Contained inside the structure of Not Drain Away, is a vegetable garden by Ann Rosenthal and Steffi Domike (Pittsburgh, PA). Titled An American Roots Garden, it includes foods common to early America, including Native American crops and those brought by settlers and immigrants. These include corn, squash, and beans (commonly known as the "three sisters"), a variety of potatoes and tomatoes, beets, carrots, sunflowers, marigolds, and herbs. The garden is laid out in a quilt-type pattern that provides a structure to consider the evolution and story of five staple crops and how food cultures are lost or preserved. Ann and Steffi harvested carrots, beets, corn and potatoes the day of the opening. Their garden reached its peak in August both in terms of abundance and beauty. The artists spoke about reconnecting to the past in the use of a “kitchen garden” and stressed the importance of holding on to our individual cultural histories in relationship to passed down food traditions and family recipes. The artists also created a kid’s placemat to hand out at the opening with a word puzzle and kitchen garden quilt for coloring.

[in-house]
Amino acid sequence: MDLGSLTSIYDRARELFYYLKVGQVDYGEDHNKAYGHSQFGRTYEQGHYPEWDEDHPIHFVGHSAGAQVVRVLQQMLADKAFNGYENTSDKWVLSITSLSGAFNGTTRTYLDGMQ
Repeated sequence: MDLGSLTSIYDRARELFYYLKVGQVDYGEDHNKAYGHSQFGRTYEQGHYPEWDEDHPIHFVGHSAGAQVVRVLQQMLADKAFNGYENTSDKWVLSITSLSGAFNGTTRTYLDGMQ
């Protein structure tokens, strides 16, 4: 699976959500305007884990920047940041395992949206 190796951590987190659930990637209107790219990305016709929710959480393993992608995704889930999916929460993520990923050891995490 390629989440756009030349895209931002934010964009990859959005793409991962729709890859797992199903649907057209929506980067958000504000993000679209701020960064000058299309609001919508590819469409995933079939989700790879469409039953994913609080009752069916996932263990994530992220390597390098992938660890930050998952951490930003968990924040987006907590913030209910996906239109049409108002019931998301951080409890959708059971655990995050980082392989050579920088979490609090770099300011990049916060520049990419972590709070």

We then moved the tour out to a large former crop field on the site to speak with artist Susan Leibovitz Steiman. Her garden Urban Defense was a tour de force collaborative project. Susan lives in the S.F. Bay Area, so her project involved local participation from friends, volunteers and student assistants Susan hired from the Philadelphia University Sustainable Design Program, led by Fern Gookin. Susan spoke about creating the garden with techniques of permaculture, a planting method that mimics nature’s principle of combining diverse compatible plantings that conserve labor, water and soil, to produce abundant healthy food. The forty-ft. square installation has at its heart a five-sided permaculture urban forest orchard, contained within a raised bed structure built using locally culled household salvage. The title Urban Defense and the form of the installation refer to Philadelphia’s myriad columned public buildings, and to the political strength of the U.S. Defense Department’s Pentagon. Ecologically, Urban Defense honors another American symbol, the apple—its five seed chambers of diverse seeds can create an entire sustainable food forest. Urban Defense includes more than a dozen varieties of trees, perennial bushes and annuals whose fruits have been shared and donated to local food banks.